When most horror fans they first get into the genre, they tend to look for the juicy, red, and meaty stuff . . . the gore. Okay maybe not all horror fans, but a lot of us. Always looking for the next over-the-top or extreme, or just being dazzled by the top-notch gory makeup effects that were bursting out from the screen, we ate that shit up! In this episode, we highlight some of our favorite moments of gore from our journey into dark recesses of the genre. Joining us on our journey through the gore-soaked trenches is the incredible artist Putrid!
Putrid has been consistently killing it when it comes to his incredible gore-filled artwork. Highly influenced by the late Bernie Wrightson, Putrid’s style continues to astound, disturb, and downright gross-out his fans. Enjoy!
These are the films mentioned and/or discussed during this episode:
Tune in to this GIANT episode when we discuss Mr. B.I.G., the one and only Bert I. Gordon, and we discuss three of his films: King Dinosaur (1955), The Cyclops (1957), & Food of the Gods (1976).
Known for films that featured giant monsters, such as giant grasshoppers, spiders, teenagers, and rats, he usually had some sort of small threat that is made larger with either shooting them on smaller sets or super imposing them over a back projector screen. Fun usually ensues.
Before the Internet, horror reference books are where you’d go to learn about the genre. Whether it was film and video guides, biographies, or just general information titles, we learn about new titles as well as learn more about the ones we already knew. And it is still as effective today!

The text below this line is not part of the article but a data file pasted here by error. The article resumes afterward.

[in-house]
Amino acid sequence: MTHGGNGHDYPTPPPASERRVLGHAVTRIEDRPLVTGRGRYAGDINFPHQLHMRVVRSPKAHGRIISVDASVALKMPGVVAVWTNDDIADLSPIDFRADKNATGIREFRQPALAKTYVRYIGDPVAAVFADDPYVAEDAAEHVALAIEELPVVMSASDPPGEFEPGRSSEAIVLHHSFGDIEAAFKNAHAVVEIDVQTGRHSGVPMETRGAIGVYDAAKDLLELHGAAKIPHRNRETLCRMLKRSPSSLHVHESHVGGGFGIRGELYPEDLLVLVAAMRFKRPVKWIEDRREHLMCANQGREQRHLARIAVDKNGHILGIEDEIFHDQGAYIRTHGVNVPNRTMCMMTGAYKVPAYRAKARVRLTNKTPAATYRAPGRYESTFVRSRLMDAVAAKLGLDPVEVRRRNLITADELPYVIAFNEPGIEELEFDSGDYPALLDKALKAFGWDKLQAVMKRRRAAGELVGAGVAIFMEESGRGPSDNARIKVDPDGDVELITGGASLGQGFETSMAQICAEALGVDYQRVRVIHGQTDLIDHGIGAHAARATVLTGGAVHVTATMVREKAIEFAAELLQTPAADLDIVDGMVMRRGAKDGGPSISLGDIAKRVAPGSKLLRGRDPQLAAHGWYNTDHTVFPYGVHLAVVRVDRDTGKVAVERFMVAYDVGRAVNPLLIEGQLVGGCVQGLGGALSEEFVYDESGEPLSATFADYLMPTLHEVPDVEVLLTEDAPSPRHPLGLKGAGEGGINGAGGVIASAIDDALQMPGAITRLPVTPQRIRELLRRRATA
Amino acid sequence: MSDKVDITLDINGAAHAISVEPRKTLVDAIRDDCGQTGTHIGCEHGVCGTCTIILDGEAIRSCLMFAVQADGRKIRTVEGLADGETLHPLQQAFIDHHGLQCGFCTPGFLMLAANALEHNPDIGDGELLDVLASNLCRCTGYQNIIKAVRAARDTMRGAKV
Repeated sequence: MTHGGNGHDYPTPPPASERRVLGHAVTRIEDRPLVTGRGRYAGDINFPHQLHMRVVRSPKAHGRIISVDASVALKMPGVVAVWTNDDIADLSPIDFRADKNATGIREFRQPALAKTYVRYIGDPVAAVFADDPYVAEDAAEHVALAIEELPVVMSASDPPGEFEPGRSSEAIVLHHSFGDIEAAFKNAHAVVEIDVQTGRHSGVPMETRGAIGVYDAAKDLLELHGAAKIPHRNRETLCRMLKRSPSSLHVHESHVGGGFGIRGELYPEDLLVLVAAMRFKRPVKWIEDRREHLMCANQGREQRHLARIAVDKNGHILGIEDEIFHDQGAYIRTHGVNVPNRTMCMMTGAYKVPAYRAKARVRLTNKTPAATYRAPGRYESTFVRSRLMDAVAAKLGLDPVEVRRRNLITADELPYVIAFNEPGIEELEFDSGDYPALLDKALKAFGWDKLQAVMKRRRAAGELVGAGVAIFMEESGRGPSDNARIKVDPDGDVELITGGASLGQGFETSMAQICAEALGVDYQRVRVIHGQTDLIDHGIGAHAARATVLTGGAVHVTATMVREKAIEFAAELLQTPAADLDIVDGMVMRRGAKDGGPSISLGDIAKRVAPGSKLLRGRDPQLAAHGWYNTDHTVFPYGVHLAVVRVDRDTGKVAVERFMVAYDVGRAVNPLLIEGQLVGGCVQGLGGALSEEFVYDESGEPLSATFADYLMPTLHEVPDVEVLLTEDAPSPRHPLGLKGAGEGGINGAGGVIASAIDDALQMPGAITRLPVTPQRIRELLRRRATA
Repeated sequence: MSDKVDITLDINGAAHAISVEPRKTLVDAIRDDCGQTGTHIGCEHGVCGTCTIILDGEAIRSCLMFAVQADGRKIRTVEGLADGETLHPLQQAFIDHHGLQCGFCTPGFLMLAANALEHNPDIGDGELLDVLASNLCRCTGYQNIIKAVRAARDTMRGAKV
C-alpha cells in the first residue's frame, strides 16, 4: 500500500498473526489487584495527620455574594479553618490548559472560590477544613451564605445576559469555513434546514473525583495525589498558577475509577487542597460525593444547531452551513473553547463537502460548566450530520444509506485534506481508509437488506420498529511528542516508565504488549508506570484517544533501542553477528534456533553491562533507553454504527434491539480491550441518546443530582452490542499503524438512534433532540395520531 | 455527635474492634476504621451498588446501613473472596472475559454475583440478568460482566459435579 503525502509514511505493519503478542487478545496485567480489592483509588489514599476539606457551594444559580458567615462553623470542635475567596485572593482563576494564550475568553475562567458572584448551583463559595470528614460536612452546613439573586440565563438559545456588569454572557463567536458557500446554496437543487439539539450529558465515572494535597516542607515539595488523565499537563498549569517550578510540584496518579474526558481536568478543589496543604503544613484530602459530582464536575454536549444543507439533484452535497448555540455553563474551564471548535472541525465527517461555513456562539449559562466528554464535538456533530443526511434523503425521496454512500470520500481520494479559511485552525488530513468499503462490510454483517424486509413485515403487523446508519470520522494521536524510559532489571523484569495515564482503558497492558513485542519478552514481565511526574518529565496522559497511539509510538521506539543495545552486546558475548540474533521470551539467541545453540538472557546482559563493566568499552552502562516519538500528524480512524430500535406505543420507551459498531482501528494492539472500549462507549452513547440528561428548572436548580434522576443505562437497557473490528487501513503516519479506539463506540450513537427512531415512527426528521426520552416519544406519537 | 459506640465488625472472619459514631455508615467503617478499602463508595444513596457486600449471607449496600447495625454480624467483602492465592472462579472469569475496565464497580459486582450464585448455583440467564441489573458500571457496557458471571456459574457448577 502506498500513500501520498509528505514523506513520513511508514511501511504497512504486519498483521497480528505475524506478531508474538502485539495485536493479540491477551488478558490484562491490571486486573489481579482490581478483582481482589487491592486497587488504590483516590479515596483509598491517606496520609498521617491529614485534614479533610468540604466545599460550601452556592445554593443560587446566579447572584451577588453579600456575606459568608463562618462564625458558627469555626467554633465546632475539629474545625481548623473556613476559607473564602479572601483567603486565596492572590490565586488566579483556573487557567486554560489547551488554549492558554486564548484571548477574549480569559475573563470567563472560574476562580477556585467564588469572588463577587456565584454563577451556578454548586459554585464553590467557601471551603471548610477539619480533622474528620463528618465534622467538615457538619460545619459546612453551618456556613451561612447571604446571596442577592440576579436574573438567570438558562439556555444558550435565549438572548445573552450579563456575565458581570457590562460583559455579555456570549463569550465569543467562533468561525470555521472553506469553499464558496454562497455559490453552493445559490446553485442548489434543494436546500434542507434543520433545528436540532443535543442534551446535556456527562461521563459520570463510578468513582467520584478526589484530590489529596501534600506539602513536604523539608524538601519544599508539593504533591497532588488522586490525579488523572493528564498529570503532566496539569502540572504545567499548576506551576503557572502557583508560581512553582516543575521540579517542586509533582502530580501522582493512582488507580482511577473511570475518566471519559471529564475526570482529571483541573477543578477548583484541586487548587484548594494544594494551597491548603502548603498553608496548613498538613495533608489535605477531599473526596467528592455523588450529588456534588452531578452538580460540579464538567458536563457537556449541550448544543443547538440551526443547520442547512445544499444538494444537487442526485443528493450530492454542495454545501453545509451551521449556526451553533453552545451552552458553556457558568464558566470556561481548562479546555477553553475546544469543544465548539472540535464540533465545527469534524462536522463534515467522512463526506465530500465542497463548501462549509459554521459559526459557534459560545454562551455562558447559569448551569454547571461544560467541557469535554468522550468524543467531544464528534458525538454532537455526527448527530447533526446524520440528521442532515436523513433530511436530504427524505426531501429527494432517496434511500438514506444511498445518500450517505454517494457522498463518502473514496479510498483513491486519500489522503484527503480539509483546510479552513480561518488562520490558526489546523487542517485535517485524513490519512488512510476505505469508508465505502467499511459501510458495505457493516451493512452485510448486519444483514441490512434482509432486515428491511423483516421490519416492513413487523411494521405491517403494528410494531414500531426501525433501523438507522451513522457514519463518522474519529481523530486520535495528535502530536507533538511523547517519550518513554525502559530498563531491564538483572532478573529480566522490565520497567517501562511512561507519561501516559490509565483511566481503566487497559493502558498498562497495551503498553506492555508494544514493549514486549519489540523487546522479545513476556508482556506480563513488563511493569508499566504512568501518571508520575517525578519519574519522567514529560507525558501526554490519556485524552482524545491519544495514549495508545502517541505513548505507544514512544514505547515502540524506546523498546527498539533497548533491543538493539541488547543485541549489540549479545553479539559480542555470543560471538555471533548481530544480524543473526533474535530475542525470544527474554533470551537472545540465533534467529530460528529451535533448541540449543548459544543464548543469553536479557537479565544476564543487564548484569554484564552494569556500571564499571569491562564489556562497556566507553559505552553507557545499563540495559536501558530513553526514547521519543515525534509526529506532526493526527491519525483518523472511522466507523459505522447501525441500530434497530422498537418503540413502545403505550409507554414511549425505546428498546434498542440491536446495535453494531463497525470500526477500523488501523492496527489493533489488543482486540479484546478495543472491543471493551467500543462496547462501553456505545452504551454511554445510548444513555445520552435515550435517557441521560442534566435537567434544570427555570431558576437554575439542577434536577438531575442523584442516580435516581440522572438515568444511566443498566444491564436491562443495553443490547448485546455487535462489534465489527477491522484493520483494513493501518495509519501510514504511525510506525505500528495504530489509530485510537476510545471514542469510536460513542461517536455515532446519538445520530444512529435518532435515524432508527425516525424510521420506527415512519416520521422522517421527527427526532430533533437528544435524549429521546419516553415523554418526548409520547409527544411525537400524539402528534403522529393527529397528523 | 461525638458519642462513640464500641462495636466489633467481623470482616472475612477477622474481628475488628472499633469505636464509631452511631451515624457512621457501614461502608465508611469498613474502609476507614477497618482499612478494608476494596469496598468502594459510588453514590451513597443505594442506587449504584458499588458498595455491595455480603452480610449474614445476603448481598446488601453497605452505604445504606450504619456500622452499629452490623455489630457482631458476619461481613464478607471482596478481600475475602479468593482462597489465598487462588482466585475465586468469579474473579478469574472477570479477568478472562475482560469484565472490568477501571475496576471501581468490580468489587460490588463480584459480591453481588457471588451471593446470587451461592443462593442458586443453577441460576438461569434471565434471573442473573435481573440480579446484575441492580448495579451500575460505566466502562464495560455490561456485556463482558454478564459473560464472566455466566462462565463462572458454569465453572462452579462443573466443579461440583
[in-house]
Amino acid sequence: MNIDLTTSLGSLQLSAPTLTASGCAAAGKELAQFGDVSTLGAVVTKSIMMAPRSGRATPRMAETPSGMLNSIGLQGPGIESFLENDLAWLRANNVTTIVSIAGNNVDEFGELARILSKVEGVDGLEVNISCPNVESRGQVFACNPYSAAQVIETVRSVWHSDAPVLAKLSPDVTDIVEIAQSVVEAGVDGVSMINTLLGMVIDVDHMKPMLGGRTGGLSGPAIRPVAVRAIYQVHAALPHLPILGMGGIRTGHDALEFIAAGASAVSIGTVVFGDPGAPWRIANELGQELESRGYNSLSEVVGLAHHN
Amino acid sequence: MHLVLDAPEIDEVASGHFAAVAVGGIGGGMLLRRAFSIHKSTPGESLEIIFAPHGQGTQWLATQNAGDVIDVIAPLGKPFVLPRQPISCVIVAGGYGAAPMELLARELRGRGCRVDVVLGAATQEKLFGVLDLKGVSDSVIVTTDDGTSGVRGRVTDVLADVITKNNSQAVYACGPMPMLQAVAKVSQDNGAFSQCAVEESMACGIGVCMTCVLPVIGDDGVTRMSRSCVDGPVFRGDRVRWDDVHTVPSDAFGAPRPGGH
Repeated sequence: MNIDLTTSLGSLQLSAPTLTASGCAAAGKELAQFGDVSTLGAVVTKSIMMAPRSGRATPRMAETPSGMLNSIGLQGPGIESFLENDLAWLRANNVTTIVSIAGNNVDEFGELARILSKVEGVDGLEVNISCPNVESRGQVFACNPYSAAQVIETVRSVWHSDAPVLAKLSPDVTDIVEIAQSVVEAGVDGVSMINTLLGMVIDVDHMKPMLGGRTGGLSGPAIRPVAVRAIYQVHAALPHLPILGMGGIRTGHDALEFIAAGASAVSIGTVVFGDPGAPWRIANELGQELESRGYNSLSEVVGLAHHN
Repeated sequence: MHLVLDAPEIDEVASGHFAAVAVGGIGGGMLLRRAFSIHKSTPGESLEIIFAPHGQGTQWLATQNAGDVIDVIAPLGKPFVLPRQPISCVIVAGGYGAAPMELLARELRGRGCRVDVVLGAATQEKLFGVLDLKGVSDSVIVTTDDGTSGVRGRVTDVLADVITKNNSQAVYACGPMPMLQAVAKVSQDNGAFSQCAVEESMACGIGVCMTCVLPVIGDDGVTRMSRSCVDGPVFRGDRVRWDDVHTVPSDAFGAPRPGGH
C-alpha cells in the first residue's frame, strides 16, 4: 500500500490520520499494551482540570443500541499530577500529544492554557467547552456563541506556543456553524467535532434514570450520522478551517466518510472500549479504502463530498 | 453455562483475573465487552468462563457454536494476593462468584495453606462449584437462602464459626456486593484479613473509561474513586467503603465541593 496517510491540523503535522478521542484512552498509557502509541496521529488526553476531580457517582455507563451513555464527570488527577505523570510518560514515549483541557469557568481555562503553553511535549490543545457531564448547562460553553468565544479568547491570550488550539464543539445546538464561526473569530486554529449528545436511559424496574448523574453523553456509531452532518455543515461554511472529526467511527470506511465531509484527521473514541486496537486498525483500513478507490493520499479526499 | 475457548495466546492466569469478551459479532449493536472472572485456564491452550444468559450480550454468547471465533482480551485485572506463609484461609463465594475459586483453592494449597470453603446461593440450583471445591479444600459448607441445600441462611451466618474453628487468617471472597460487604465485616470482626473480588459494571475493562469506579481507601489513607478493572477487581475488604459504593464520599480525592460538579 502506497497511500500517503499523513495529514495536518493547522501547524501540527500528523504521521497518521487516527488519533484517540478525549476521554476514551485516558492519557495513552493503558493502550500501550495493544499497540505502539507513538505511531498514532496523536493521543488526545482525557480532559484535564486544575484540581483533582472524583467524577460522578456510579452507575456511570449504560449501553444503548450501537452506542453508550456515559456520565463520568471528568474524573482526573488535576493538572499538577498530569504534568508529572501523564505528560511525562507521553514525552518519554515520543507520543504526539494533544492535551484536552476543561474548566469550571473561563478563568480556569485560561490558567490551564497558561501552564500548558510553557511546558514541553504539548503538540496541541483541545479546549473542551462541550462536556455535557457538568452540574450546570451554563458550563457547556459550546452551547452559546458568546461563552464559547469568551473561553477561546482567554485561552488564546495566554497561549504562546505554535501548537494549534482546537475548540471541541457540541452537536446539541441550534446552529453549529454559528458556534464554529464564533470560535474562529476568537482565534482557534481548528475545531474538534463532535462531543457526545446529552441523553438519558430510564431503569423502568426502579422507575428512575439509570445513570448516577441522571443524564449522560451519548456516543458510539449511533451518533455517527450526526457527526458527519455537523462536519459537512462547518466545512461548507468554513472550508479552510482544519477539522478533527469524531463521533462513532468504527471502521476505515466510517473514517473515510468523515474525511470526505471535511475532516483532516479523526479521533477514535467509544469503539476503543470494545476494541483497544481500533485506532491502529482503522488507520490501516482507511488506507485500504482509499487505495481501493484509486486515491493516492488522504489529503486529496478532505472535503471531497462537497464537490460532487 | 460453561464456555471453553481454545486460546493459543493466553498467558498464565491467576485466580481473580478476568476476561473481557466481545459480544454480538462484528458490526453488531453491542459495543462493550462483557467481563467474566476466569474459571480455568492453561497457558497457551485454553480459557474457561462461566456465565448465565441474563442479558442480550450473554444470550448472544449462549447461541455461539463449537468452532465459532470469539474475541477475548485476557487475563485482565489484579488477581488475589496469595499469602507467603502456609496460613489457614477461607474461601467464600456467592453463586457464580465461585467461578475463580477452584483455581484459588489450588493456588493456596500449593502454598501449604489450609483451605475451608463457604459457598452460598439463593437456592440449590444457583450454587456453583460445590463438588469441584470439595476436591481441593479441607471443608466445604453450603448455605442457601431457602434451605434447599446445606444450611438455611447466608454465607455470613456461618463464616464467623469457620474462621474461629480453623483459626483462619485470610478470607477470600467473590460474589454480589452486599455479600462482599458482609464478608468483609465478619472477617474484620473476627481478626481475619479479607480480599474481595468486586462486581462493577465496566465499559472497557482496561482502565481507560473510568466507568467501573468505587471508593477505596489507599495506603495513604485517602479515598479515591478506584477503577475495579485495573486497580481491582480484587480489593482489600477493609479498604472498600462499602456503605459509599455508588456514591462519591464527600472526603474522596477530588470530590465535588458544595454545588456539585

In this episode, we cover some titles that were essential to us, as well as some of our favorite titles today. Listen to the episode, take notes, and start to build your own library which will definitely help you along your journey in Discovering even MORE Horror!
Have you seen Emanuelle and the Last Cannibals (1977), Beyond the Darkness (1979) Anthropophagus (1980), or Absurd (1981)? These are the four films from the one and only Aristide Massaccesi, better known as Joe D’Amato! Joining us in this fun discussion is HorrorHound’s Managing Editor, Aaron Crowell! D’Amato’s films were known to be outrageous, filled with some unbelievable gore as well as sleaze and pure craziness. I mean, when is the last time you saw a guy feasting on his own guts?!?!?
Horror art has become more and more these days, with the whole Mondo movie poster movement, as well as just more of an appreciation of what some of these talented artists are creating.
If you know horror art, you probably know Ghoulish Gary Pullin, and even if you don’t know his name, you know his work. From Rue Morgue magazine to posters to album covers and more, Gary’s signature style is everywhere you look in our little fandom community, so we talk to him about his career, the nature of horror art, and various other odds and ends.
The following titles were mentioned in this episode!